Saturday, March 26, 2016

Draws and Tie-breaks

What a weekend for chess! I can remember back to my younger days in the UK and the choice for me was whether to play in the annual Easter congress in Southend, or the SCCU Championship, which for the life of me I can't remember where it was played...Croydon, Crawley? Anyway, I now look at the wide world of chess this weekend and see:

1. Candidates final 2 rounds

2. Doeberl Cup, Australia's premier weekend tournament

3. Norway Qualifier, looking for a player to join Carlsen et al later in the year

4. GRENKE Open, a huge open with over 600 players including a load of 2700+ players headed by Chinese star Li Chao who currently stands above Topalov on the live rating list.

This is just the tip of the iceberg from where I'm sitting. All these events can be seen on the premier news site, chess24, but TWIC shows about 30 major events happening around the world.

Of course, the major event is the Candidates tournament in Moscow which has had a number of twists and turns up to this point. Today is a rest day, and there are just 2 rounds left to sort things out. Currently, the tournament is being led by Karjakin and Caruana. I'm glad to say that when ACP President Emil Sutovsky asked on his facebook page the 2 questions, Who has the best chance of winning the Candidates, and Who do you want to in the Candidates, I answered Caruana has the best chance, while I want Karjakin. These 2 are now the favourites to take it. But ex World Champion is only half a point behind, while Svidler, Giri and Aronian are just a point behind the leaders.

The tournament has been criticised for the number of draws, and indeed there have only been 14 decisive results from the 48 games in 12 rounds of play. Anish Giri has come in for particular criticism, having drawn all his games. But in my opinion, there have been few quick draws, and some amazing defences, especially by my favourite, Karjakin. It is impossible for a player of my ability to judge how difficult it must be to beat a top 20 player. But I'm willing to accept if there are a lot of draws, it has a lot to do with the quality of defence of the players. I think we place too much emphasis on the result in chess nowadays and not the quality of the play.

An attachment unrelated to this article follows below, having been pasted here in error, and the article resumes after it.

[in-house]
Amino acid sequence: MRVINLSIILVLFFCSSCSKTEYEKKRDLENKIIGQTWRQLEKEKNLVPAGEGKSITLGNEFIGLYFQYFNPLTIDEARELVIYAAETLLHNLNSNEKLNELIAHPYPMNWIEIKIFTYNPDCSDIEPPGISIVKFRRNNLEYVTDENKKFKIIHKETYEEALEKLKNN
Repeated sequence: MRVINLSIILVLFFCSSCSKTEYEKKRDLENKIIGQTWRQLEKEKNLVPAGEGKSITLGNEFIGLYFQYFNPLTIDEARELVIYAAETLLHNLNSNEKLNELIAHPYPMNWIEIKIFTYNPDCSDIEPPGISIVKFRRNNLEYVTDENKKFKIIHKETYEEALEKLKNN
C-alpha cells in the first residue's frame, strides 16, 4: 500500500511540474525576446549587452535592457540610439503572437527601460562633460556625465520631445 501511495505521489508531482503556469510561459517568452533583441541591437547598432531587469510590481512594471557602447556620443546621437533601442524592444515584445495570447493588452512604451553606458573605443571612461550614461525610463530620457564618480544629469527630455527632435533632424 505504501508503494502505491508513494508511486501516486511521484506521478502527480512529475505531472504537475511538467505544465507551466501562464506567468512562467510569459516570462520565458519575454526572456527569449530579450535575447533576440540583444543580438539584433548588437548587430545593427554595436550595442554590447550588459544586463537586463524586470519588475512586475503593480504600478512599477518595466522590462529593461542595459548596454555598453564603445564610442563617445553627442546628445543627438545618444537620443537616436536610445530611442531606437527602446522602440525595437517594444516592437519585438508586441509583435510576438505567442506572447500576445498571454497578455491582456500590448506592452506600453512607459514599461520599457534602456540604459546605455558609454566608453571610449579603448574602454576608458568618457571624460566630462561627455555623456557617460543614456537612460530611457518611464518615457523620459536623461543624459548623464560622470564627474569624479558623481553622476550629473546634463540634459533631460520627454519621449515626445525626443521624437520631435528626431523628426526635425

And as such, I'm very disappointed with the tie break system, even if it does benefit Karjakin. The first tie-break is the results between the players who each have to play 2 games against the others. This makes some sense. But then, the next tie-break is number of wins. This is a tie-break criteria that has me baffled. One could argue that the player who scores the most wins has played the most aggressive chess. One could also argue that the player with the most wins on a given score also has the most losses, and so has mixed good with bad play. Caruana has so far won 2 games and lost none. He has had a number of promising positions which he hasn't managed to convert. Karjakin meanwhile has won 3 games but lost 1, and has had a number of lucky escapes. Who deserves to go through the most? In my opinion a play off is the only way to decide the outcome of a tie at this level, even if it means speed chess leading to the dreaded Armageddon game!

Devaluing the draw is hurtful to classical chess, as draws are a part of the game. Funnily enough, if Karjakin dos win, then it will be more thanks to his tenacity at drawing difficult positions rather than the games he won. I'm happy to see the rise of Rapid and Blitz events, and the high win quotas that come with this form of chess, but Classical chess should be respected too and the higher rate of draws with it. As long as we're talking fighting draws, of course. The short draw shouldn't have a place in modern chess, and it is good to see so many events banning draws before a certain number of moves.

But then again, there could be worse things in the chess world. Like a World Championship played in Trump Tower, New York with Donald Trump the honoured guest making the first move of the first game? That was a suggestion recently put forward by FIDE's leader in exile, Kirsan Ilyumzhinov which I saw on this page!

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